Acne can be a frustrating problem that robs many of their self-confidence. It's hard enough to be a teen with acne, but adults often feel stigmatized by their acne struggles if they continue unchecked into adulthood. And now, with the need to wear masks during the pandemic, even those who don’t normally have skin problems may be having issues, too. Termed “maskne,” this mask-induced acne is a real problem for lots of people so if you've got it going on, you're not alone. Fortunately, there are ways to improve skin and combat this condition.
Washing our faces more frequently removes makeup, dirt, sweat, and oils that may build up on the skin. These don’t usually cause issues, but keeping the face under a mask may turn it into a sauna-like environment with extra humidity and those oils can make bacteria from the mask stick to the skin and then, well, it's probably going to cause a breakout. Clogged pores ultimately cause more breakouts and acne problems. Even for people who have never had acne issues, wearing a mask may aggravate the skin and cause problems. Frequent face-washing, especially before bed, may reduce or eliminate those concerns.
While it may seem counterintuitive, the products designed for teenage acne are often stronger than those made for adults. They also have a different formulation in some cases. When buying and using a product for teens, adults may be stripping too much oil and moisture from their faces, causing them to dry out and sparking other problems. While it may result in less acne, it may also mean that the skin becomes susceptible to flaking, itching, and other problems that come with dry skin—so don't go there. There are many good acne products for adults on the market, and any of them will generally provide ample benefits without drying out adult skin.
Using multiple acne-fighting products together can also dry out the skin or lead to other damage. They might also not work as well in combination as they would on their own as some things do cancel one another out. When battling maskne, it’s often easier to choose only one or two different products to use. If they don’t provide the intended result, it’s okay to try another one in place of one currently in use. But using too many at once probably won’t give the desired effect of clearer skin.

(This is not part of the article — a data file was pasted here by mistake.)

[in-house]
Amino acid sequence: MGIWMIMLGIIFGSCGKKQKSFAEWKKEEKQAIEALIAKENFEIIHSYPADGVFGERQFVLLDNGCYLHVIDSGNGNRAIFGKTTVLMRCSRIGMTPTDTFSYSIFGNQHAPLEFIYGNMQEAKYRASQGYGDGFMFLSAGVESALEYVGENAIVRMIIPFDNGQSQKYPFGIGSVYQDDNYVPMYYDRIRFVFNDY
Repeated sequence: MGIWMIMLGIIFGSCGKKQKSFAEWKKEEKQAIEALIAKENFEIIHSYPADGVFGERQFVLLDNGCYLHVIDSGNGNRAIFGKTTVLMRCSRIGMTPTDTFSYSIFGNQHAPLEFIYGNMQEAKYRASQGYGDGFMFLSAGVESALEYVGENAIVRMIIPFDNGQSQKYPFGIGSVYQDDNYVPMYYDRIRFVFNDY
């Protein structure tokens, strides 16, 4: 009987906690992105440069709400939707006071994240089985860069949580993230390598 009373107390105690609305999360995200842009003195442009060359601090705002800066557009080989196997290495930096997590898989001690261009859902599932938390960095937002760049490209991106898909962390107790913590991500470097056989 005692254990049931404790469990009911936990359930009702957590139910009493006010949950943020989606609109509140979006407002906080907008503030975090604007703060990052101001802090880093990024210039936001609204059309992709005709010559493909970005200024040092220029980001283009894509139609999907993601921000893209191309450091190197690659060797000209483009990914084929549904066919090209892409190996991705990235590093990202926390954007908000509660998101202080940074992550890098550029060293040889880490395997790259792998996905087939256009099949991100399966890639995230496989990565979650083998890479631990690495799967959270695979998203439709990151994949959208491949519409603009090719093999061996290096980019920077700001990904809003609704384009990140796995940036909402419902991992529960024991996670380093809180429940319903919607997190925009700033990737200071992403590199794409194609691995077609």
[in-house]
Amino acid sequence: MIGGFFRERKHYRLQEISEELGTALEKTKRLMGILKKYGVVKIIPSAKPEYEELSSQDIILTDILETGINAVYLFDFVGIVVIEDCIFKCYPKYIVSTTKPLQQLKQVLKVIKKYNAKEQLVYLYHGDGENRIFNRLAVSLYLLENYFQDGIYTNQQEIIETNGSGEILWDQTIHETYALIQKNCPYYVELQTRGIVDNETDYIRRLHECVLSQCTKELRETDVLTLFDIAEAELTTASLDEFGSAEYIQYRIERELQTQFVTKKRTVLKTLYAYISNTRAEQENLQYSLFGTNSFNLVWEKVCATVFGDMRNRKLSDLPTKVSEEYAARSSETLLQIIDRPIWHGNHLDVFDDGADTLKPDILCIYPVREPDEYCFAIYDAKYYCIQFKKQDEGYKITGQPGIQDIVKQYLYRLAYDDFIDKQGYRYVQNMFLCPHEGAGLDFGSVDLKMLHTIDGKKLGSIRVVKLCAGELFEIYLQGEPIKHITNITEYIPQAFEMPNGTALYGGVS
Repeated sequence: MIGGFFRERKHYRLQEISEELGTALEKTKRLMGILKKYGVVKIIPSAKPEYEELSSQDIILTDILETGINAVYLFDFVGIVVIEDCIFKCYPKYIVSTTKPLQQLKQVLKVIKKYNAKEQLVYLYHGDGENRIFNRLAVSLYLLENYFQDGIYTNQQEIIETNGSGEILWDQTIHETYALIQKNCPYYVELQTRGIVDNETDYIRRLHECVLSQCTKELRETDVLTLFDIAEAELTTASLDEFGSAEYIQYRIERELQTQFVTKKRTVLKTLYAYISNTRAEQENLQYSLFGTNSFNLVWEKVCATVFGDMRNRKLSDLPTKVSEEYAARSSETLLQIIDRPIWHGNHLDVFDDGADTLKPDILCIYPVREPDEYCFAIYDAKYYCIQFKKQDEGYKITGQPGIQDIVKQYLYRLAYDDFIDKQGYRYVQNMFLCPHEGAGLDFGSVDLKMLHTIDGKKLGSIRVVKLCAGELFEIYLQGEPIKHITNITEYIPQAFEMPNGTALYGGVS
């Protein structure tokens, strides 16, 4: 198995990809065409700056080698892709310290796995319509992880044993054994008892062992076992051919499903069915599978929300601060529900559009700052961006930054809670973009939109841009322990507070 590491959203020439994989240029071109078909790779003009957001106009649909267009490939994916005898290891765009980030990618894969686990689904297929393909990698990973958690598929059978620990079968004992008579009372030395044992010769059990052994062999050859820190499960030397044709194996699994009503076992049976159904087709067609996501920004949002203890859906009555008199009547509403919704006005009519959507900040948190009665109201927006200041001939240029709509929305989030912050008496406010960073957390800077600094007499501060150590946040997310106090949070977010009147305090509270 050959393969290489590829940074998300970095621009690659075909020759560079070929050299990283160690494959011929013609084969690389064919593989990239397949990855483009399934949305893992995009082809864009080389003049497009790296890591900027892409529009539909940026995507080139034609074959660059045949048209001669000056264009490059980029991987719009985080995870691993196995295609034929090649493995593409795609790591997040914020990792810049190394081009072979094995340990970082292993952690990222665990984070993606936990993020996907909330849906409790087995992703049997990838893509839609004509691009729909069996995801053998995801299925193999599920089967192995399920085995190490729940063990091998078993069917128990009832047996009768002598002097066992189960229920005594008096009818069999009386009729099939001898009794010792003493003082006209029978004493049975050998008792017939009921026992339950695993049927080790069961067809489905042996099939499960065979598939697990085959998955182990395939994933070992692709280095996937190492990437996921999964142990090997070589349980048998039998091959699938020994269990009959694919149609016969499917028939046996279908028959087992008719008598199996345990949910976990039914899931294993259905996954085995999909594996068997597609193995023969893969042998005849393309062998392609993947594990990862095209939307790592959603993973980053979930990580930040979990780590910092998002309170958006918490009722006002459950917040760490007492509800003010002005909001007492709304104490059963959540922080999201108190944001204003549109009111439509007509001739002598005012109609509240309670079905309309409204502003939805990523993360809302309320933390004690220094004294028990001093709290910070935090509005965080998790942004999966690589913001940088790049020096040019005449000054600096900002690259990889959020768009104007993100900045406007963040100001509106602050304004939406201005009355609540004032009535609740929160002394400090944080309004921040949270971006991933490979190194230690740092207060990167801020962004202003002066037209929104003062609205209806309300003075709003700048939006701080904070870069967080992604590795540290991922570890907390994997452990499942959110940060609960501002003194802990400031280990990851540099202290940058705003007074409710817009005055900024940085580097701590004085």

Probably the most important thing on this list is this: Frequent mask washing needs to be a habit. Washing our masks removes dirt and oil that can accumulate on them during the day. Treat a mask like any other article of clothing and get it in the wash every couple of days if you use it frequently. While most people don’t wash theirs after each time they wear it, it’s ideal to wash it frequently. Anyone who’s in an environment where they have to be close to a lot of other people for a prolonged time may want to consider more frequent mask washing, as well just to eliminate any germs they've picked up. A good rule of thumb is to wash it after every few wearings.
Cotton masks are less likely to cause maskne than some other types of fabrics. That’s because cotton is more breathable and may keep a person’s face cooler overall. A cooler face means less sweat and humidity, which in turn means less risk of maskne.
Using cotton masks isn’t a guarantee of an acne-free face, but it can help and might be worth consideration—plus they wash up easily and there are more studies on their successful use than many other types. .
Masks need to cover the mouth and nose, but some of them are shaped a little bit differently than others. Some masks cling more tightly to the face, and some are sealed well at the edges but have more of a loose front, such as the pleated type. By looking for a mask that sits differently, people might reduce the amount of cloth in contact with their faces. That, in turn, may also allow for more air circulation under the mask, which might mean a cooler face, less sweat and therefore less maskne.
There are ways to combat maskne and help skin stay clear and healthy—but we keep hearing stories of people feeling helpless. So the best thing to takeaway here is that it's controllable, and not inevitable. That’s good news, we hope. With a few small changes in their mask-wearing and skincare routines, maskne may become a thing of the past. Whatever you do, we do urge our readers to keep wearing masks. And we'll be here to help combat the minor inconveniences in the meantime.
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